DATE: 07/10/2015

Honey, I’m going into the office.

If you’re a busy executive, chances are you’ve said those words before. Whether it was the Sunday afternoon before “the big presentation” or a regular Monday night when you wanted to “get ahead” for the week.

Even with all of today’s remote technologies, and the capabilities they afford us, there’s just something special about getting work done in the privacy of your own office. There are several reasons for this: Easier access to specific resources, cognitive productivity association with the workspace and the increased peace + quiet that just isn’t always available at home.

For these reasons and more, taking the time to design a top-notch executive office is time well spent! But where do you begin? Let’s review some important considerations you should be making before hiring a designer or picking out furniture:

1. Take Stock of Your Company Culture

We say it over and over again, but it bears repeating: Your company brand + culture should be reflected in every design choices you make. While brand more often refers to the perception of your organization held by external stakeholders, culture usually refers to the internal perception held by your employees

So, how do you want your employees to perceive you? What values do you want to continue exemplifying in your workspace, and what values would you like to see added?

Even executive offices have varying degrees of privacy. If your work is highly dependent on collaboration + ideation, you may consider opting for a more open format, such as the executives at Herman Miller did. Wanting to streamline their decision-making process, the organization moved all its executives (most of whom had been sitting in private offices in different buildings) into a semi-private common area.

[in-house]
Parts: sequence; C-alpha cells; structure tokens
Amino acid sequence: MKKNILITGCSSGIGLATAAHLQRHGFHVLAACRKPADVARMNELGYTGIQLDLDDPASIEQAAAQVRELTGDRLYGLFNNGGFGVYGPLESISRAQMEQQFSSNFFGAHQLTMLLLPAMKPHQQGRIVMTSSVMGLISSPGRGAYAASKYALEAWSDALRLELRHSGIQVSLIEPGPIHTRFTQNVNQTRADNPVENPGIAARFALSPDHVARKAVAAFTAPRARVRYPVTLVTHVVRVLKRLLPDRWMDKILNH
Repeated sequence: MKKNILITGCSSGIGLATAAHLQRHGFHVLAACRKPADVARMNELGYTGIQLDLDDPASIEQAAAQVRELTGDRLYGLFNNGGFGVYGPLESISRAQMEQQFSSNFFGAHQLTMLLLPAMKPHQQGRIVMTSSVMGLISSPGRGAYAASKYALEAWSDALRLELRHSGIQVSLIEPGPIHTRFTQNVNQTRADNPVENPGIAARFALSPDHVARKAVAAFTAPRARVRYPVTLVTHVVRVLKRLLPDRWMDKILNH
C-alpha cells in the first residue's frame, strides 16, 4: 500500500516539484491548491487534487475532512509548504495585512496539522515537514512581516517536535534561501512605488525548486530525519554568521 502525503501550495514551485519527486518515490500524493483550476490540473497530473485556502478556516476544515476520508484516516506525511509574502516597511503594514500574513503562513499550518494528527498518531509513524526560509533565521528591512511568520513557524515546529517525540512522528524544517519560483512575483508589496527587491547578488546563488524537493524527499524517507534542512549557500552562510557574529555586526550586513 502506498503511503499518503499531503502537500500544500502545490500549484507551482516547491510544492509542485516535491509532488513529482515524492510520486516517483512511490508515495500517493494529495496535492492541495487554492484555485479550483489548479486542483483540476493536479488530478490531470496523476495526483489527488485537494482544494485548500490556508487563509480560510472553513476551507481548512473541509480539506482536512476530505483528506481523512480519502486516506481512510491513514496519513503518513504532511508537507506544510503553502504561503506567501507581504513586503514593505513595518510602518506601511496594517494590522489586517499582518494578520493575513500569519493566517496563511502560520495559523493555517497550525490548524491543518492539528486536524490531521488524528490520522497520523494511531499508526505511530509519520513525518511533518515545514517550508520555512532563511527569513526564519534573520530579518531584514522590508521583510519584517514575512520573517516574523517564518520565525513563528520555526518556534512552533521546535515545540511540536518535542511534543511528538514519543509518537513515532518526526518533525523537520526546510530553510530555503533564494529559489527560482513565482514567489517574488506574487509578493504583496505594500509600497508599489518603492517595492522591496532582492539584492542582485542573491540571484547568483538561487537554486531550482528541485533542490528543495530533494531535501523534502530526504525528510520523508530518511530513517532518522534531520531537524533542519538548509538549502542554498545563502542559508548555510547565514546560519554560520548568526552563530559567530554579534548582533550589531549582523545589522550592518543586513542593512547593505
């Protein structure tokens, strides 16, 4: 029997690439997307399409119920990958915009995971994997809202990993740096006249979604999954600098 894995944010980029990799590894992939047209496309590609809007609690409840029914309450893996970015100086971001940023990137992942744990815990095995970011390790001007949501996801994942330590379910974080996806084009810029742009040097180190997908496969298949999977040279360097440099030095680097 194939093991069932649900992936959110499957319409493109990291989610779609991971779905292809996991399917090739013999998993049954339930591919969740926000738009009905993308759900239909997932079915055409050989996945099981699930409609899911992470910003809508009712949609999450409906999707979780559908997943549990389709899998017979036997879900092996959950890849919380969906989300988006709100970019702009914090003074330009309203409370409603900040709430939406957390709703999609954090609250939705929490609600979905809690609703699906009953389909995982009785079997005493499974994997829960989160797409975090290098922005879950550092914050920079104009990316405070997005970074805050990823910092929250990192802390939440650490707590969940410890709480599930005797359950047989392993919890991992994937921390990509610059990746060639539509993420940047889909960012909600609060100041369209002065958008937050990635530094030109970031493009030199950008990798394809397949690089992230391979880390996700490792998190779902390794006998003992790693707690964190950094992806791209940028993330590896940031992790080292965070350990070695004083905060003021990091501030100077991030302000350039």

The new offices which offered minimum privacy through standing-height panels proved to be a hit. So much so, the executives took it even further by completely removing the panels, a few years later.

Alternatively, if the nature of your work requires great privacy + solitude, consider creating a “feeling of openness” with either a glass door or an “open door policy” (ie. leaving it open when you’re not involved in confidential work).

2. Assess The Importance of Status

Though most executives would do well to maintain an internal perception of “teamwork” over status, many recognize the benefit perceived executive status affords them when dealing with clients, partners and external stakeholders. If this is the case, you’ll want to carefully consider the following (all of which can enhance perceived status):

  • The size of your office and the furniture in it
    (ie. bigger desks command bigger attention).
  • The level of technology in your office
    (ie. go for sleeker, more updated appliances).
  • The personal touches in your office
    (Various books, memorabilia and fixtures can all boost perception).
  • The placement of your office in relation to the office as a whole.

3. Choose Furniture That Matches Your Goals

Now, you’re ready to begin redesigning your executive office! If it’s within budget, consider presenting an interior decorator with your answers to the above assessment. Besides saving you time + energy, a good interior designer can end up indirectly making you money by enhancing your overall brand perception, thereby increasing people’s desire to do business with you. If you’re going for a “highly curated look,” a professional designer will be able to pick out all the details (from paperweights to paintings) that will complete your new office design.

If it’s not within budget, don’t fret. Our team at CBI has more than 30 years in the San Antonio office interiors industry. Part of our process involves taking clients through a complete values assessment to determine what furnishings will best suite your brand, budget and culture. Further, since we’re not “bound” to any particular manufacturer, we never have a conflict of interest when it comes to putting the client first.